Perhaps unsurprisingly, given that it’s a compilation error that shows you there’s a problem in the first place, it turns out that the gcc compiler is the culprit.
If you do a fresh install of Ubuntu 16.04 (the long-term support version, so still very much current and relevant), whilst making sure NOT to update anything as part of the installation process itself, issuing the command gcc -v will show you that version 5.4.0 is in use. Do the same thing on Ubuntu 16.10, however, and you’ll discover you’re now using gcc version 6.2.0.
A fresh Debian 8.6 install, subjected to an apt-get install gcc command, ends up running gcc version 4.9.2. The same thing done to a fresh Debian 9 install results in a gcc version of 6.2.1.
Manjaro is a rolling release, of course, so it’s software components are forever being incrementally upgraded: it makes finding out what gcc version was in use at the start of the year rather tricky! So I don’t have hard evidence for the gcc version shift there -but my main desktop is currently reporting version 6.2.1, so I’ll stick my neck out and say that I would lay odds that, had I checked back in January 2016, I think I would have found it to be around version 5.something.
In short, for all three distros currently under my microscope, a shift from gcc 4- or 5-something to 6-something has taken place… and broken Oracle’s installation routine in the process.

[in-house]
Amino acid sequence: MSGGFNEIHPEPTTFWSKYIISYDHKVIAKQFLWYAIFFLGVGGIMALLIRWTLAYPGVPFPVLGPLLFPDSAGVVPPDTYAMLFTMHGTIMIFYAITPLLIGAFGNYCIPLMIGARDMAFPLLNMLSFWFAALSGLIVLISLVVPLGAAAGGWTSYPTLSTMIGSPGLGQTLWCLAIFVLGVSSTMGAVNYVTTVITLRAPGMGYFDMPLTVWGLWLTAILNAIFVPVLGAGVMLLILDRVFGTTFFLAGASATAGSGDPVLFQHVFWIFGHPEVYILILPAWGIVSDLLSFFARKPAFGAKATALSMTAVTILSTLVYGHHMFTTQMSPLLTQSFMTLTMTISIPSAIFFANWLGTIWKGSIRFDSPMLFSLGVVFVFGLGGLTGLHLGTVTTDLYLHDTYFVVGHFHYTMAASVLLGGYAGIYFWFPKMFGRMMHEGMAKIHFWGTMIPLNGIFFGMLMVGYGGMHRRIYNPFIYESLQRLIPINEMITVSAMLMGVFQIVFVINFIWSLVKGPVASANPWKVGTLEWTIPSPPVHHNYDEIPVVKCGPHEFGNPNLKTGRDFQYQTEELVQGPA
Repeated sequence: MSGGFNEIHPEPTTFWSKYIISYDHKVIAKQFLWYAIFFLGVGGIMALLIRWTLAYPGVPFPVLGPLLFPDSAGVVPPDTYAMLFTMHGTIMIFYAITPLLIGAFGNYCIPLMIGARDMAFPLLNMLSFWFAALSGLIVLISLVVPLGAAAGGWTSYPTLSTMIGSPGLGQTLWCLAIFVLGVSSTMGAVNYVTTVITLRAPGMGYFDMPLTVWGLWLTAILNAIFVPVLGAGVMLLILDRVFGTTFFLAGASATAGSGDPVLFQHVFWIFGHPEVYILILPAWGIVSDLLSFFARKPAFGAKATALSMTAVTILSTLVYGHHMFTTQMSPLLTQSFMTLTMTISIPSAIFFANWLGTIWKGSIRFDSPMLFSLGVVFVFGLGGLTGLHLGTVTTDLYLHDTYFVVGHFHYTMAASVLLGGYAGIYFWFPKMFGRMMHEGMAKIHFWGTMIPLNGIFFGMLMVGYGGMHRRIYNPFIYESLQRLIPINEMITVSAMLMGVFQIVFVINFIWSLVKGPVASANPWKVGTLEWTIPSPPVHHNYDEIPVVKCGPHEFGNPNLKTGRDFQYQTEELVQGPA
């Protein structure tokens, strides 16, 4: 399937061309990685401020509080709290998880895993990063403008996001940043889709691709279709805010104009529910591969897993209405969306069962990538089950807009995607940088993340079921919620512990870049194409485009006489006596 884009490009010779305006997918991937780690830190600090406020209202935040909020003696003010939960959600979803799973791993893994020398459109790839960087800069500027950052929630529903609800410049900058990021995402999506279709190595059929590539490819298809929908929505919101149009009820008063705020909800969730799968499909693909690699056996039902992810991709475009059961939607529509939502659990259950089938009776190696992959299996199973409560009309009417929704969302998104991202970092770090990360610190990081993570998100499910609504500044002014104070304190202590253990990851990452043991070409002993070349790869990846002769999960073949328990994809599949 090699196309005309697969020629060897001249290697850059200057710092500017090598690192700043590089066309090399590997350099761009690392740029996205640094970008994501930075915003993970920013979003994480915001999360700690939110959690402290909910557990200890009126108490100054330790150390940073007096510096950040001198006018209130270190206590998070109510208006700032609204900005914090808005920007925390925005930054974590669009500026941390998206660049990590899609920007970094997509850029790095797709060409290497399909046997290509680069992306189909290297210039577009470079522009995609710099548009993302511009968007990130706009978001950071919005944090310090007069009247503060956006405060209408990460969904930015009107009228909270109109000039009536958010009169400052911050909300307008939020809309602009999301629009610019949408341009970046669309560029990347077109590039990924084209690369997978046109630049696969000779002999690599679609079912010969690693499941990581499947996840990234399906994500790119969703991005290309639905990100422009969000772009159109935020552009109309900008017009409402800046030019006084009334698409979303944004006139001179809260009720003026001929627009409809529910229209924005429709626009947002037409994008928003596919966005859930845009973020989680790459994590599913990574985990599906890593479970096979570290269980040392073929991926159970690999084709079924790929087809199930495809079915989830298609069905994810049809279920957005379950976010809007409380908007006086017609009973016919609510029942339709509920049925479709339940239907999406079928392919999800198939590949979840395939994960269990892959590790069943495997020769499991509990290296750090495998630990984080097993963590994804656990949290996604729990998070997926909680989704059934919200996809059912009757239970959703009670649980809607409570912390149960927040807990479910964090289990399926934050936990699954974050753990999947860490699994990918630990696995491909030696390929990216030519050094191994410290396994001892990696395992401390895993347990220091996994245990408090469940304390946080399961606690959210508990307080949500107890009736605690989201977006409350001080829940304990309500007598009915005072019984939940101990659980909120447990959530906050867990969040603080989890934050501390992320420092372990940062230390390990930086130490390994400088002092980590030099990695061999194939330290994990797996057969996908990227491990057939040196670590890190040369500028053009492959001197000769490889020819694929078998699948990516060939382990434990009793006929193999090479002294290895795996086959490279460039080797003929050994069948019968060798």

It means that all distros will eventually come across this compilation problem as they eventually upgrade their gcc versions. Expect Fedora to keel over in short order, for example, when their version 26 is released next April (assuming they go for a late-release version of gcc 6.something, which I expect they will). No doubt we’ll have all moved on to installing Oracle 12c Release 2 by then, which is probably suitably position-independent throughout… so maybe no-one will ever have to worry about this issue again. But in the meantime… the constantly changing nature of gcc is a problem.
So, what’s to be done if you want Oracle 12c installed on these distros with their fancy new gcc versions? Nothing I could really think of, except to ensure that the old, functional versions of gcc and related development tools are installed …and that can be easier said than done!
On Debian 9 (‘testing’), for example, instead of just saying apt-get install gcc, you need to now say apt-get install gcc-5, which ensures the ‘right’ compiler version is installed, with which the Oracle installer can live. Thus can this screenshot be taken:
…which shows me happily querying the EMP table on 220.127.116.11 whilst demonstrating that I’m running Debian Testing (codenamed “Stretch”). That’s only possible by careful curating of your development tool versions.
The same sort of ‘install old gcc version and make it the default’ trick is required to get 12c running on Ubuntu 16.10 too:
-though I had to specifically install gcc-4.9 rather than “gcc-5”, since the compilation error still arose when ‘gcc-5’ was installed. These things get tricky!
Anyway: there it is. Gcc’s constant version increments create havoc with Oracle 12c installations. Coming to a distro near you, soonish!